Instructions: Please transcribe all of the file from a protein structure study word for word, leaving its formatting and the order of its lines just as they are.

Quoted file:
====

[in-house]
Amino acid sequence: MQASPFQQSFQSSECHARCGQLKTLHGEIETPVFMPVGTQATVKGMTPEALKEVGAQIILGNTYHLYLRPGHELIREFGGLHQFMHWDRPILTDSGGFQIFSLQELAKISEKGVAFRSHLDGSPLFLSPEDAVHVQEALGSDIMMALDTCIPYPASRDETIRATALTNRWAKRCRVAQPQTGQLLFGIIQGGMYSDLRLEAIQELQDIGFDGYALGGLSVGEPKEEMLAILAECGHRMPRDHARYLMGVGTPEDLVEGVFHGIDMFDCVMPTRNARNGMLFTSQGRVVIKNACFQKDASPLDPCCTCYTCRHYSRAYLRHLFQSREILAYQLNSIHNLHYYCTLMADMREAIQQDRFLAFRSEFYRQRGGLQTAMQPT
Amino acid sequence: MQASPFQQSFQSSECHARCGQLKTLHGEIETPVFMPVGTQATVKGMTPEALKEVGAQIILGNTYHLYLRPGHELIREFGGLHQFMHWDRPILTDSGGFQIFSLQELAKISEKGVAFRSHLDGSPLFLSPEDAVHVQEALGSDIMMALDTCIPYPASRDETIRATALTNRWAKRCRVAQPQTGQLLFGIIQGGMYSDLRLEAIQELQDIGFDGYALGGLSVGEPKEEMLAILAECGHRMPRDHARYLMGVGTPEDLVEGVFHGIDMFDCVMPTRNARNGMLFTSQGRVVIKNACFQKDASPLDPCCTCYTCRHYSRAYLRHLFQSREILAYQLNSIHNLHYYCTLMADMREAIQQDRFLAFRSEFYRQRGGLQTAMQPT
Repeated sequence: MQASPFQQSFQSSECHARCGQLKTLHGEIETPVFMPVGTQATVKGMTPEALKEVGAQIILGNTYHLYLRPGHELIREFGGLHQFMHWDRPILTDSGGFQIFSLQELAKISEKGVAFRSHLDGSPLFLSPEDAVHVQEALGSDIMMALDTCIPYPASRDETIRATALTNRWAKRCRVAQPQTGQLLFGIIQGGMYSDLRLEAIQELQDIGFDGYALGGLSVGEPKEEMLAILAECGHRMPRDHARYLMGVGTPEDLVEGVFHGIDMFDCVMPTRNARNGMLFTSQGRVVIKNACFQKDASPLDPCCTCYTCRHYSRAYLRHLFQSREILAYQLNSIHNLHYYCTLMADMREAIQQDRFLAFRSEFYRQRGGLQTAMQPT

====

[in-house]
Amino acid sequence: MQASPFQQSFQSSECHARCGQLKTLHGEIETPVFMPVGTQATVKGMTPEALKEVGAQIILGNTYHLYLRPGHELIREFGGLHQFMHWDRPILTDSGGFQIFSLQELAKISEKGVAFRSHLDGSPLFLSPEDAVHVQEALGSDIMMALDTCIPYPASRDETIRATALTNRWAKRCRVAQPQTGQLLFGIIQGGMYSDLRLEAIQELQDIGFDGYALGGLSVGEPKEEMLAILAECGHRMPRDHARYLMGVGTPEDLVEGVFHGIDMFDCVMPTRNARNGMLFTSQGRVVIKNACFQKDASPLDPCCTCYTCRHYSRAYLRHLFQSREILAYQLNSIHNLHYYCTLMADMREAIQQDRFLAFRSEFYRQRGGLQTAMQPT
Amino acid sequence: MQASPFQQSFQSSECHARCGQLKTLHGEIETPVFMPVGTQATVKGMTPEALKEVGAQIILGNTYHLYLRPGHELIREFGGLHQFMHWDRPILTDSGGFQIFSLQELAKISEKGVAFRSHLDGSPLFLSPEDAVHVQEALGSDIMMALDTCIPYPASRDETIRATALTNRWAKRCRVAQPQTGQLLFGIIQGGMYSDLRLEAIQELQDIGFDGYALGGLSVGEPKEEMLAILAECGHRMPRDHARYLMGVGTPEDLVEGVFHGIDMFDCVMPTRNARNGMLFTSQGRVVIKNACFQKDASPLDPCCTCYTCRHYSRAYLRHLFQSREILAYQLNSIHNLHYYCTLMADMREAIQQDRFLAFRSEFYRQRGGLQTAMQPT
Repeated sequence: MQASPFQQSFQSSECHARCGQLKTLHGEIETPVFMPVGTQATVKGMTPEALKEVGAQIILGNTYHLYLRPGHELIREFGGLHQFMHWDRPILTDSGGFQIFSLQELAKISEKGVAFRSHLDGSPLFLSPEDAVHVQEALGSDIMMALDTCIPYPASRDETIRATALTNRWAKRCRVAQPQTGQLLFGIIQGGMYSDLRLEAIQELQDIGFDGYALGGLSVGEPKEEMLAILAECGHRMPRDHARYLMGVGTPEDLVEGVFHGIDMFDCVMPTRNARNGMLFTSQGRVVIKNACFQKDASPLDPCCTCYTCRHYSRAYLRHLFQSREILAYQLNSIHNLHYYCTLMADMREAIQQDRFLAFRSEFYRQRGGLQTAMQPT